They cleared out a room. Not for one night, not for one week, but until Paul was called to move on.

Then an up-and-coming young evangelist breezed into town. After his eloquent sermon, Priscilla and Aquila invited him over for dinner.

Acts 18:24–25 states that Apollos was gifted and passionate. Though he was accurate in his teaching, he was incomplete in his theology. This couple corrected his doctrine without quelling his desire.

Priscilla and Aquila simply opened up a room for Paul and a seat at the table for Apollos. Through their hospitality and instruction, they impacted two of the greatest early church leaders.

What about us? Who could we impact that may in turn impact the world?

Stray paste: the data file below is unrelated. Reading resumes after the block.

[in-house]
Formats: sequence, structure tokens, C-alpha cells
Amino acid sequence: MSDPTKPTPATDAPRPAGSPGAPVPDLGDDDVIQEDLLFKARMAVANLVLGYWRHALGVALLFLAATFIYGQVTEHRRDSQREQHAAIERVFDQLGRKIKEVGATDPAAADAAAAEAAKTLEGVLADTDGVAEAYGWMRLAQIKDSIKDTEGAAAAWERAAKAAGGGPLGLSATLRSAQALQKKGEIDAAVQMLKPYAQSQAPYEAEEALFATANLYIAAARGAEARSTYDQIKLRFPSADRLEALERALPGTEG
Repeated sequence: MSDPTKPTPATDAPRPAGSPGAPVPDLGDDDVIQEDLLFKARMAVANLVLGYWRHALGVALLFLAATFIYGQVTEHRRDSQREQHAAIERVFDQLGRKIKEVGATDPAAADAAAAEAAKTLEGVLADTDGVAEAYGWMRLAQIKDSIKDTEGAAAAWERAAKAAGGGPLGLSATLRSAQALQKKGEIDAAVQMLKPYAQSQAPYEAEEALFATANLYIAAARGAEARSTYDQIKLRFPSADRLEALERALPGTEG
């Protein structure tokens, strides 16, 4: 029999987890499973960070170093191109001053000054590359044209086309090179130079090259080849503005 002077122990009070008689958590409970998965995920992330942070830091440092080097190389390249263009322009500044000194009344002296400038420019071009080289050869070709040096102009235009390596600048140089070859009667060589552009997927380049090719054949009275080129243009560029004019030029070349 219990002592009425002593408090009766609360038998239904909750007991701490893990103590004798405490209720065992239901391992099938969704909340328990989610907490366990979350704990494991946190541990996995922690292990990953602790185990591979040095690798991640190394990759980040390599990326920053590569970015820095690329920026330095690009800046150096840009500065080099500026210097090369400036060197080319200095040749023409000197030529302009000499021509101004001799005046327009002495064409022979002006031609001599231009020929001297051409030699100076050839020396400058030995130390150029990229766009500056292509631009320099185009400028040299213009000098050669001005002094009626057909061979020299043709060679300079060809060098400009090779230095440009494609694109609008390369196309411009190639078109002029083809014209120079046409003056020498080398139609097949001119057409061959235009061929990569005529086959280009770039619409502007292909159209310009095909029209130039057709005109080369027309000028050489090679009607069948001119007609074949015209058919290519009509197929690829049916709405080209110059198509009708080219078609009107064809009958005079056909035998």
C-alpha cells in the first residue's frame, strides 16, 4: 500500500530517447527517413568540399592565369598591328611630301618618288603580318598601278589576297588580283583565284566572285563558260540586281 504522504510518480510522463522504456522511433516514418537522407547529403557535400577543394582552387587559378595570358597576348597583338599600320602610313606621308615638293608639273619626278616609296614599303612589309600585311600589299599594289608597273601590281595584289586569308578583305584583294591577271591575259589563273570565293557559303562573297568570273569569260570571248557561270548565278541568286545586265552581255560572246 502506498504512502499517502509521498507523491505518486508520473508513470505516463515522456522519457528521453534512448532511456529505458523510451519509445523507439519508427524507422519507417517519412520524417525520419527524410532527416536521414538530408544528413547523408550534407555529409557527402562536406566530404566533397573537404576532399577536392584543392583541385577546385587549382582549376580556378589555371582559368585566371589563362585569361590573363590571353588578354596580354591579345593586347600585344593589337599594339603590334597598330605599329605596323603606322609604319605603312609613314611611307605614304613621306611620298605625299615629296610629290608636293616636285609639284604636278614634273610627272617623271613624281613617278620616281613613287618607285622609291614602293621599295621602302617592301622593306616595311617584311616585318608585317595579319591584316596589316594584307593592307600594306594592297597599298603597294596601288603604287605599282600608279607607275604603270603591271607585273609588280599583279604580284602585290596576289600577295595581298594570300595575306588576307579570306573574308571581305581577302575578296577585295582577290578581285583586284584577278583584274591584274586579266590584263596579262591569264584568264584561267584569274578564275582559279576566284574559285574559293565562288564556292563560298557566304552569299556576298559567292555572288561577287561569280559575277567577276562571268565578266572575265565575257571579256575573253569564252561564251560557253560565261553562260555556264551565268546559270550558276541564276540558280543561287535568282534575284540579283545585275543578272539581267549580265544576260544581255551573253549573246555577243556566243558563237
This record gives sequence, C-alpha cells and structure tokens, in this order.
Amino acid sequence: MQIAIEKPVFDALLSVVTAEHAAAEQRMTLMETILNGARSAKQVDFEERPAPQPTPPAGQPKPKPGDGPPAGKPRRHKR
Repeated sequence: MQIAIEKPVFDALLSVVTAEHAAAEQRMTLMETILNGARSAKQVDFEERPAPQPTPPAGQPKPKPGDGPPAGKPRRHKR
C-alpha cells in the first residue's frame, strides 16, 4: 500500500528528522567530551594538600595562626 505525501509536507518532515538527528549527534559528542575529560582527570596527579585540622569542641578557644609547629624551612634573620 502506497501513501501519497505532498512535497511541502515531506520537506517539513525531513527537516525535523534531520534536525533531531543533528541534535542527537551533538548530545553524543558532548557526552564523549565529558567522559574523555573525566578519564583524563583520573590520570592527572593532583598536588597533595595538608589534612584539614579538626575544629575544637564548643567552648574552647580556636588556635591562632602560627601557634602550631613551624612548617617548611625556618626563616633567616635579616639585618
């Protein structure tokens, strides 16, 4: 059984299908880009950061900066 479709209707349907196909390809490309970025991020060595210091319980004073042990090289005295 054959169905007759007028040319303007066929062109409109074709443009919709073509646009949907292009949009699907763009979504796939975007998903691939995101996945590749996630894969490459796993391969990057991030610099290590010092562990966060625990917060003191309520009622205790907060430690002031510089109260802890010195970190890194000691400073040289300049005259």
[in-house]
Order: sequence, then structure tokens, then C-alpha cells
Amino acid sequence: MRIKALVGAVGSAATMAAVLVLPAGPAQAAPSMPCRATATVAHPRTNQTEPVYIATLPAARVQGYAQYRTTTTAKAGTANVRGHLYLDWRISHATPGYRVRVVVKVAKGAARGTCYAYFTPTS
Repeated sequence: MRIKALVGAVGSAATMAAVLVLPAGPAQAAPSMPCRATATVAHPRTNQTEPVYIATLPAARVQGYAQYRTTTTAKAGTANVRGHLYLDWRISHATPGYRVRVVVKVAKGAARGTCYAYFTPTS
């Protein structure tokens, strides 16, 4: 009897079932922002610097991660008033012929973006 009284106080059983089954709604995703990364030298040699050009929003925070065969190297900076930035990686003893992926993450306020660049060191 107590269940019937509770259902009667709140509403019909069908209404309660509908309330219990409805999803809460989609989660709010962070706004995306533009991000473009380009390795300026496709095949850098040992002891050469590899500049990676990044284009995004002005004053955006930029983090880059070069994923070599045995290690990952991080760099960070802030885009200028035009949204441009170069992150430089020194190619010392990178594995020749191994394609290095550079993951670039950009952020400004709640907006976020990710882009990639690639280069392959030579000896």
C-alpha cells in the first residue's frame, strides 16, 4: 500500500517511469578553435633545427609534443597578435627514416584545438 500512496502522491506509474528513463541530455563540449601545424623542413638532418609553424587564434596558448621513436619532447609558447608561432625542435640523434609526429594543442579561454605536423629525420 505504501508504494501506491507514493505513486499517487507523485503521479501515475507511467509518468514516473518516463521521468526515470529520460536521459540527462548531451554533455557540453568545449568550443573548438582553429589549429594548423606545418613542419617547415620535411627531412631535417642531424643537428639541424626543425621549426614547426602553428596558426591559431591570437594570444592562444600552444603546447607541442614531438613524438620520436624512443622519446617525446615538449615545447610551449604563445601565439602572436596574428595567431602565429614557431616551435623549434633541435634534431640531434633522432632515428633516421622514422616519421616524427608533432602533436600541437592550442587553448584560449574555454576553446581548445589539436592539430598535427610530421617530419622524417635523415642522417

God Has No Grandchildren

God has no grandchildren. He only has children. As much as we would love it, there is no automatic transfer of God’s truth to others. Everyone must make his or her own spiritual journey.

Grandparents
(Image from Pixabay)

Moses knew this truth. The mighty leader of one of history’s greatest journeys spent his last words encouraging the Israelites to pass on God’s truth to their children.

To get the full impact of his words recorded in Deuteronomy 6:1-9, understand where the Israelites were. After wandering for 40 years, they stood on the banks of the Jordan River . . . at the very edge of the Promised Land.

Their children and grandchildren would grow up in the new territory before them.

At the beginning of this new life for God’s people, Moses gave a number of directives. I want to highlight one in particular for us: